Weapons of the weak

Violence often diminishes the power of those who employ it, necessitating the use of more violence in an attempt to gain or maintain control.

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Power and violence are not the same. Power is a moral force that makes people want to obey. Violence enforces obedience through fear. Those who use violence may manage to temporarily impose their will, but their command is always tenuous because when the violence ends, or the threat of it lessens, there is even less incentive to obey the authorities. Control through violence requires constant vigilance. Too little violence may not create enough fear; too much violence can generate revolt.

Violence is the weapon of choice for the impotent.

Man throwing Molotov cocktail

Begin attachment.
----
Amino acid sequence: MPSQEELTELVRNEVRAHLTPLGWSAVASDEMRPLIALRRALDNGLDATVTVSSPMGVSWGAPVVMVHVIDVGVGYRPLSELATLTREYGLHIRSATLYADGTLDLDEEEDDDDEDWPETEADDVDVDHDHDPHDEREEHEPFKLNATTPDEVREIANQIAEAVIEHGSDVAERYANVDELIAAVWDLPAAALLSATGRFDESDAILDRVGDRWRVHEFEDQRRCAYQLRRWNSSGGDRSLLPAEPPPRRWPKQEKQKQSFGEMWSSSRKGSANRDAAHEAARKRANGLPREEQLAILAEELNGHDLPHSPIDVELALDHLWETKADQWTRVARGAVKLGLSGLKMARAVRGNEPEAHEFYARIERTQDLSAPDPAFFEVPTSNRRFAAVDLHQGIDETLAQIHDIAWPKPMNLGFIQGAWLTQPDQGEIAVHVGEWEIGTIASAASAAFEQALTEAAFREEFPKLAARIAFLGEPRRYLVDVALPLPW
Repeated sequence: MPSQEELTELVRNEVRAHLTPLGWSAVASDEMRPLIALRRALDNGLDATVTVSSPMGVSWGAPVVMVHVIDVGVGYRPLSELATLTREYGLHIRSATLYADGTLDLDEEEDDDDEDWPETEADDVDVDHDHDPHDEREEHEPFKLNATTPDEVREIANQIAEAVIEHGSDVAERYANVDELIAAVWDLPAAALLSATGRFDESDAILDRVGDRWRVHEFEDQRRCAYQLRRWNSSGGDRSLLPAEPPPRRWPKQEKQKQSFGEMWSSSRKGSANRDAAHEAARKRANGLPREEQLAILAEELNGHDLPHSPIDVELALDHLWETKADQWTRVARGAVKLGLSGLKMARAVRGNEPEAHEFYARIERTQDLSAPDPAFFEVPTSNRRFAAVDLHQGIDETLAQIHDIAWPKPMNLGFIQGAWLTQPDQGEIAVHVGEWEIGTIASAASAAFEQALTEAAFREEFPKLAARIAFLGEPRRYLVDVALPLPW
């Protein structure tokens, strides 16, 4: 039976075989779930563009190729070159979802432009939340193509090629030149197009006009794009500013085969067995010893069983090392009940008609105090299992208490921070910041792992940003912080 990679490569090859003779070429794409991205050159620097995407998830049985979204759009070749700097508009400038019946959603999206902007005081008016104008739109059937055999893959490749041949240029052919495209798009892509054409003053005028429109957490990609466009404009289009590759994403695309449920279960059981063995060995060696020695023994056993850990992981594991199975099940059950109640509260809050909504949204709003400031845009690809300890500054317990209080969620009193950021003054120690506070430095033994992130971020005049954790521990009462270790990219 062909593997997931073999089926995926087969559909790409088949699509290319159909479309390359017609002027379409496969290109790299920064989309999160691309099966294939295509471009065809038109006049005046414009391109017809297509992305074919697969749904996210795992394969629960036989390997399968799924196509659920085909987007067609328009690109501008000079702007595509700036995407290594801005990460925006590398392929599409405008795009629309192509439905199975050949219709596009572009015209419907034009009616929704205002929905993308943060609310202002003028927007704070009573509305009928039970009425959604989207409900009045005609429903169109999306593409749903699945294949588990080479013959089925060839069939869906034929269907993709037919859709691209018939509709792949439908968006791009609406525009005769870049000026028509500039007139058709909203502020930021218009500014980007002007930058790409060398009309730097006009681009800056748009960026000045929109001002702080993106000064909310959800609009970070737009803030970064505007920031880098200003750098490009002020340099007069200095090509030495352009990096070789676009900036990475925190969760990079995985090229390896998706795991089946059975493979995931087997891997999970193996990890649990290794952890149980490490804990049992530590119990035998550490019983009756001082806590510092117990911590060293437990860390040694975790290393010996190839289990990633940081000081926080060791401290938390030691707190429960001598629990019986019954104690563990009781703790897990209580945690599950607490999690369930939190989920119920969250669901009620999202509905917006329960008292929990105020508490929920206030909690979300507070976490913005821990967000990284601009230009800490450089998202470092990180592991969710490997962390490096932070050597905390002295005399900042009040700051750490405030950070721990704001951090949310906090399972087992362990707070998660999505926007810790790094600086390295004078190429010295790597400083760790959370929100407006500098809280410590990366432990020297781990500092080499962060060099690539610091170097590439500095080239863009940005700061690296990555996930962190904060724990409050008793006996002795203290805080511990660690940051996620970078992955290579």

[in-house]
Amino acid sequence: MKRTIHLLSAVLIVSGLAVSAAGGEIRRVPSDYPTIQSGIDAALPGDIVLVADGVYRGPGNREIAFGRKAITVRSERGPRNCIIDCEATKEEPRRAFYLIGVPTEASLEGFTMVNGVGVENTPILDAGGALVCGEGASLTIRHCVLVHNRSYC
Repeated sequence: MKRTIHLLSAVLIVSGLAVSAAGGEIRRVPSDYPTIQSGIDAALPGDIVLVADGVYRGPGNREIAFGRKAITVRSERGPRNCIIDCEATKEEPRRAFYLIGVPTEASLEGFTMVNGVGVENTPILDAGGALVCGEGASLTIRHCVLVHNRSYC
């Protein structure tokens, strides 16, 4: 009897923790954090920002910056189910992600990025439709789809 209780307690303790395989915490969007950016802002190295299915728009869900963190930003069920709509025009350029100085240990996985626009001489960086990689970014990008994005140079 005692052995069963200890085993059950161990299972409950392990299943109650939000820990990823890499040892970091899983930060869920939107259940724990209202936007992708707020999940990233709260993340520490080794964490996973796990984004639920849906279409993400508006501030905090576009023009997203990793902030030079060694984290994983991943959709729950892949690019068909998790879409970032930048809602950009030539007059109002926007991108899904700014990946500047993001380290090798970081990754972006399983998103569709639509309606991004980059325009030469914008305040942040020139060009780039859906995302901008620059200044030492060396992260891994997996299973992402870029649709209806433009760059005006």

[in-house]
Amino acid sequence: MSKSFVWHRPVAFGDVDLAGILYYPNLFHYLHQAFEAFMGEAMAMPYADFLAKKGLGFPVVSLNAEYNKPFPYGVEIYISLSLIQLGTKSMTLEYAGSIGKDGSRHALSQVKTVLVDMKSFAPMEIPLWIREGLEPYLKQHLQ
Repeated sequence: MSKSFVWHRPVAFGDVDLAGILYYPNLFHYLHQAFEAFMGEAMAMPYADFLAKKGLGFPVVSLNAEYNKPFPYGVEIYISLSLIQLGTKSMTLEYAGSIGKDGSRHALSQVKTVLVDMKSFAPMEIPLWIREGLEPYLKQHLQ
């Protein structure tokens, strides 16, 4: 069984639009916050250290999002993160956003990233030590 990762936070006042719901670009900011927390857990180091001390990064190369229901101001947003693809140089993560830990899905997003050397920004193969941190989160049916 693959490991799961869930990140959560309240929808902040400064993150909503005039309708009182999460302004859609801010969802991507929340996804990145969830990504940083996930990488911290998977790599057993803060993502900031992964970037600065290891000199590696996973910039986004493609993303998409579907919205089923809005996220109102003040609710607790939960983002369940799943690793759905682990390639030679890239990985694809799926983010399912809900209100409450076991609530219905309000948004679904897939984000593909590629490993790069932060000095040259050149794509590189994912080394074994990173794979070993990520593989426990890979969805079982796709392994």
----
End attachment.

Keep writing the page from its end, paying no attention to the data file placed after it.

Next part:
Those who don’t have much power often attempt to control or influence others by using violence. Violence rarely creates power. In fact, groups or individuals that use violence often find their actions diminish what power they do have.

Groups that oppose governments often try to compensate for their perceived lack of power by using violence. Such violence reinforces state power.

A terrorist that blows up a building or assassinates a politician gives government the excuse it wants to crack down on individual liberties and expand its sphere of influence. Click To Tweet

Governments turn to violence when they feel their power is slipping away. Governments that rule through violence are weak. Dictators must rely on terror against their own populations to compensate for their powerlessness.

The US would feel no need to send troops to the Middle East if it had power in that region. The only way to maintain control in the absence of power is through the continual use of violence. Protracted violence results in diminished power, making more violence necessary.

May 2001
Revised 2019

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Text on this page by James L. VanHise licensed under a Creative Commons Attribution-NonCommercial 4.0 International License. Attribution: James L. VanHise – fragmentsweb.org.

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